Reading Time: 3 minutes
No doubt almost every homeowner has gone through the struggle of a leaking toilet, and we often don’t know where this leak comes from. Knowing how to prevent them and, if they do occur how to stop them, will save you a lot of money on your water bill. First things first, to be able to easily detect the reason for the running toilet in the first place, you may want to get to know your toilet a little better. Here’s a quick lowdown:
The tank gets re-filled with water every time you flush with the help of a flapper connected to the toilet handle, the float (the ball you see floating on the water inside the tank) helps regulate the fill valve, and of course pipes consisting of a supply line behind the scenes which makes all of this possible. Over time any of these can become worn-out, faulty, cracked or corroded.
Why Is My Toilet Leaking?
Now that we know more or less how our toilets work, it’s easier to figure out what could be causing the leak:
Let’s start from the outside in.
- A crack in the toilet tank could be causing the leaking. Anything could have caused it to crack, such as age, or if an object banged against it, or poor workmanship when the tank was manufactured or installed.
- The supply line that was mentioned earlier could be worn out and not working properly. A toilet is a very cleverly designed mechanical instrument consisting of elastics, balls, hooks and connections. Naturally these will become worn or faulty over time – an elastic may have snapped; a hook may have come undone or a connection may have eroded and became stuck.
- Another culprit of a leaking toilet could be that the flapper is stuck or doesn’t move much when the toilet handle is pulled down. When you flush the toilet, the fresh water gets poured into the bowl and the supply valve refills the tank with a fresh supply of water. If the flapper is faulty the fresh water will continue to refill the tank, but the handle will not go up, resulting in an endless leakage of water until the problem is fixed.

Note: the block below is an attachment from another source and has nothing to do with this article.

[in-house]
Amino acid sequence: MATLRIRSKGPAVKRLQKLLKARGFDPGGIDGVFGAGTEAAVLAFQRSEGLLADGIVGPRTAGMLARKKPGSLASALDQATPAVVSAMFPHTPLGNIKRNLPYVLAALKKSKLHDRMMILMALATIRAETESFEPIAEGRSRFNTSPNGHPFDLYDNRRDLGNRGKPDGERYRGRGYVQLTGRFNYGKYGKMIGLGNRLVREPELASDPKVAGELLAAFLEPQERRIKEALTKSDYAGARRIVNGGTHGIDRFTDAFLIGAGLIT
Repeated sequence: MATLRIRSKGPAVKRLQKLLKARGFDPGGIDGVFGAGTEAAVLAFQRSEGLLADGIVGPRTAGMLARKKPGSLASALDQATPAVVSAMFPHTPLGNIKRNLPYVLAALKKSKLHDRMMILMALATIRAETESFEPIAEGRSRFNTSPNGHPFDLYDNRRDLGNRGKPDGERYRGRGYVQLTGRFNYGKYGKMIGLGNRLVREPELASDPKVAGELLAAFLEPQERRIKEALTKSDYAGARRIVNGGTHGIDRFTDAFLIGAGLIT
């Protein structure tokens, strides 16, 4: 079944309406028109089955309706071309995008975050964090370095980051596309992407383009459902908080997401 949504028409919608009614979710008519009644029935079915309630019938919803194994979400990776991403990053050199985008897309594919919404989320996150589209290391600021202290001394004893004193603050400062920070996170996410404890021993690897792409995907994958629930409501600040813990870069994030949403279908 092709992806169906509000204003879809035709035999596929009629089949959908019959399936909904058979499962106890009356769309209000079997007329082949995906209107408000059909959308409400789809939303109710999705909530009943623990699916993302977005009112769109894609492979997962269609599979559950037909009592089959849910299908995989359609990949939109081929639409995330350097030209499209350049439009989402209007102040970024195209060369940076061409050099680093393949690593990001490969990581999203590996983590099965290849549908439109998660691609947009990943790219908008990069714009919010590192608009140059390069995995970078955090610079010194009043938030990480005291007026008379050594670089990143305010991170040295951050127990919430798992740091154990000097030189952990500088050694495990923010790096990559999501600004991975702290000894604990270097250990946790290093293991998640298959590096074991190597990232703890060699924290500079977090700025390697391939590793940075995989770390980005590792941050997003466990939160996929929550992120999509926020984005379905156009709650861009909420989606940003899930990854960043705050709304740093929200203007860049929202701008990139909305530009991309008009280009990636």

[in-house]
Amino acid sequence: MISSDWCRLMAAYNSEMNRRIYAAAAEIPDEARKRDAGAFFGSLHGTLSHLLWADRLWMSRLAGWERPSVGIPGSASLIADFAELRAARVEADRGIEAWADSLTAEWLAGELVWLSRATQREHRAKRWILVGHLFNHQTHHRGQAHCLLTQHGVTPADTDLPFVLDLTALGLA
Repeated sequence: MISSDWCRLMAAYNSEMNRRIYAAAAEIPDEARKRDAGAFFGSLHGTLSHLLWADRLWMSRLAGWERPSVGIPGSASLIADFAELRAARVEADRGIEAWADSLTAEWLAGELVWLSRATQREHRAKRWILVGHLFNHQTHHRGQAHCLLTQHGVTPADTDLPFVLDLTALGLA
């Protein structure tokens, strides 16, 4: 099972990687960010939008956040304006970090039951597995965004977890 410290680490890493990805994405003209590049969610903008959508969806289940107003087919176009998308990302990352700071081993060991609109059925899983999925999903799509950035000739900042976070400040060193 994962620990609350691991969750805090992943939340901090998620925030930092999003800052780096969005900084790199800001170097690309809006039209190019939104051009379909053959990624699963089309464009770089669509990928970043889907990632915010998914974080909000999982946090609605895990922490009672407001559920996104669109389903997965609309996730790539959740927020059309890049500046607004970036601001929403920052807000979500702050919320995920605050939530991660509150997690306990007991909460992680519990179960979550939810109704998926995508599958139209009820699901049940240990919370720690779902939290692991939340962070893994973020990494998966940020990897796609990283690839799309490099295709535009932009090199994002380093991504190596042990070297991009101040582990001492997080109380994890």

- The problem could also lay with the fill valve. The fill valve ensures that the toilet gets refilled with water every time it flushes – sometimes it may not stop at all which can result in a leak. Remember some minerals found in water may harden on the inner workings of our toilets, causing hiccups in the functioning of these. The use of chemicals in our tanks may also be to blame, so watch out how you treat your toilet tank as well.
- The float inside the tank may be faulty as well. The float acts almost like a sensor to the fill valve, so that when the tank gets full again the float floats above the water. When the float has a small hole or crack in it, it will not function properly and may cause the fill valve to continuously supply water to the tank.
- The toilet chain could also be snagged in another component inside the toilet tank, so check and see if the chain is not partially stuck. This could be the result of not doing regular maintenance checks.
- Even the bowl, or components leading to the bowl from the back of the wall could be the cause of a leaking toilet. If there are any cracks in the bowl or leaking pipes in the surrounding areas, make sure that these are attended to as soon as possible as it can cause serious water wastage and damage.
- In a more general sense, a leaking toilet may also be due to old, rusty pipes that need replacement.
What To Do If Your Toilet Is Leaking
If you are experiencing a leaking toilet and you’re’ not sure what to do about it, rather call a professional plumber. One mistake could potentially make the problem worse which could result in not only a high water bill, but also costly repairs. Regarding preventative measures, steer clear of strong chemicals and blue blocks for your tank. Overall, make sure your do regular maintenance checks by calling a licensed plumber from Art Plumbing, AC & Electric.